The City of Joliet is quite concerned about the quality of its drinking water. The City of Joliet was recently rated as one of the nation’s top 10 most dangerous cities for lead poisoning. According to the World Health Organization, lead poisoning can cause brain damage and lower IQ in children. It has been linked to behavioral problems such as attention deficit hyperactivity disorder in adults. The state’s attorney general is currently looking into the drinking water issue and is considering legal action against the company that supplied the water to Joliet.

Today, the City of Joliet is taking several steps to clean up the contaminated drinking supply. Currently, they are using solar disinfection, granular carbon, ultraviolet light, and adsorption to clean the water. The Department of Public Health urges everyone to switch to a low-salt filter for their drinking fountains and water heaters. In the last ten years, low-salt filters reduce the amount of lead found in bottled water by as much as ninety-nine percent.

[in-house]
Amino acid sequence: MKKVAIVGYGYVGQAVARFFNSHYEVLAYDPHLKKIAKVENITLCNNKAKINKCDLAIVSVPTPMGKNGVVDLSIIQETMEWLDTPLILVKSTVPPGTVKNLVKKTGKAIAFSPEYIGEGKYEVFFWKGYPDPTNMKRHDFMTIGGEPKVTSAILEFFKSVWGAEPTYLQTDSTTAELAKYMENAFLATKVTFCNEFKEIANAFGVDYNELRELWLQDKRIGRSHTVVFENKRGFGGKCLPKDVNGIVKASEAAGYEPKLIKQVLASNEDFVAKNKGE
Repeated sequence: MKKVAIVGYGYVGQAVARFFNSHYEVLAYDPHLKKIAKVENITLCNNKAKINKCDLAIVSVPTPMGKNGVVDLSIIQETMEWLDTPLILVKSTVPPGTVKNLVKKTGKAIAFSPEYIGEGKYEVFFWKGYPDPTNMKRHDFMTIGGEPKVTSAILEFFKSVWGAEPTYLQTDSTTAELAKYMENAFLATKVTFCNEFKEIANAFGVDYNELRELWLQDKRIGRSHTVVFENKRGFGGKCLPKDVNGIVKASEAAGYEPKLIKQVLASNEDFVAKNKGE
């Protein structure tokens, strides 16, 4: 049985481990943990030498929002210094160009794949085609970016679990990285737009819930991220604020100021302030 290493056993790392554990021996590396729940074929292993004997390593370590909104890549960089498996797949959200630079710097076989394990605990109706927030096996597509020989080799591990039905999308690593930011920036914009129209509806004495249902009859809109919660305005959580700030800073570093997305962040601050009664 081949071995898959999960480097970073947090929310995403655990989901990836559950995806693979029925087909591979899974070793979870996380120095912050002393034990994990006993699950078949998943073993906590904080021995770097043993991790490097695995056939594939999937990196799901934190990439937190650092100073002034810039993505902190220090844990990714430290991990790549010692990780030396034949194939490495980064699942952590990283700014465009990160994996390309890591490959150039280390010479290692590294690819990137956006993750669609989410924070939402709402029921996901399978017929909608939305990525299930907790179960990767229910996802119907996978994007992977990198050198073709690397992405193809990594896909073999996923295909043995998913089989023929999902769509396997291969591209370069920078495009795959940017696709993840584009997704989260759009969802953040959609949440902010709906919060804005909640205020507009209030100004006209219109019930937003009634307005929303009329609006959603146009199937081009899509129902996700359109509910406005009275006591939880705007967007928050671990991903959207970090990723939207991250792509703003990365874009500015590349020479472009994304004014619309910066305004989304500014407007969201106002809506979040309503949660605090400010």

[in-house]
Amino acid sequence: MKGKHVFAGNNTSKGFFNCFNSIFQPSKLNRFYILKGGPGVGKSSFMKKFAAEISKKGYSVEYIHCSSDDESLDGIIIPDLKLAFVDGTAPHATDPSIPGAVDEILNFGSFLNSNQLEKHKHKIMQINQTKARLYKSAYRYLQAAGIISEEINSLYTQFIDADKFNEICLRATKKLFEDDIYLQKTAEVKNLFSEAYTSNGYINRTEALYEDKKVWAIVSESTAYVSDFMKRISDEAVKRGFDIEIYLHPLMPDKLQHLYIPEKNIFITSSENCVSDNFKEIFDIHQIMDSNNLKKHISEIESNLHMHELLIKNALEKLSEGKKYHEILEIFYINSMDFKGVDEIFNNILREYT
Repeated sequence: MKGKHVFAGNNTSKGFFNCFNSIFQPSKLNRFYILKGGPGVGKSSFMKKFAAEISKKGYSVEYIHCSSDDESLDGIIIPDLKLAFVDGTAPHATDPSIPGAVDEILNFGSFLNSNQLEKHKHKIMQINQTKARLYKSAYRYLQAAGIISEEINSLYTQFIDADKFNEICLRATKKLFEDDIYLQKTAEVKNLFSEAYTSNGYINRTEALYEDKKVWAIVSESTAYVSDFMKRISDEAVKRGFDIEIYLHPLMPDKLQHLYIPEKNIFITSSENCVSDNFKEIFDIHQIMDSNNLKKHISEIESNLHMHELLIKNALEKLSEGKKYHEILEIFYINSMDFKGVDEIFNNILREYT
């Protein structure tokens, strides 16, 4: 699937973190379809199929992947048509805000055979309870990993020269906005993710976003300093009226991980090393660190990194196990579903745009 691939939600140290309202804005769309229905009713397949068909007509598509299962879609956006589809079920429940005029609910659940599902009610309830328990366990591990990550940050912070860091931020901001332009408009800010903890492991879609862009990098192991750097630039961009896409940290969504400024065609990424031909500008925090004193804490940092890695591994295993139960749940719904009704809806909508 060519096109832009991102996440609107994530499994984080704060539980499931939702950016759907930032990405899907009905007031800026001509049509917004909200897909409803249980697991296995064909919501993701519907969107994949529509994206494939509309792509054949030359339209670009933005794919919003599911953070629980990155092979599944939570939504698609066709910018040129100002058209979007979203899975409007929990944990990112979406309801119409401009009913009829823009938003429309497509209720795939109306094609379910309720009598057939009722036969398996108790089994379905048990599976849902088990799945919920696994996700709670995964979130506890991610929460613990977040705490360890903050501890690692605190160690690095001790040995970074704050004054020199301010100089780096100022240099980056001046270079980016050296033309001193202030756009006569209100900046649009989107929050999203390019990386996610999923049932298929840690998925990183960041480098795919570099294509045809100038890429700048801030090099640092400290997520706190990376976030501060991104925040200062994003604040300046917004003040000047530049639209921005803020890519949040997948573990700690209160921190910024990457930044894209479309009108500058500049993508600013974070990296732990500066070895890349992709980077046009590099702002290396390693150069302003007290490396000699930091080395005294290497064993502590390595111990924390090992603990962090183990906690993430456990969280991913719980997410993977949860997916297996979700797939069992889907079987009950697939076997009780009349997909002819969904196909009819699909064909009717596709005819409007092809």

There is no definite timeline for when the clean-up will be completed, but the progress has been steady and is expected to continue. The biggest concern is for children, whose brains are still developing. The only safe drinking water option you have is the filtered water that your public treatment facility provides. You must find out if your treatment facility is using those steps and which units they are using. It is also recommended that you call your doctor and have them do a direct water test with your home’s drinking water. The government does not advise against having this done.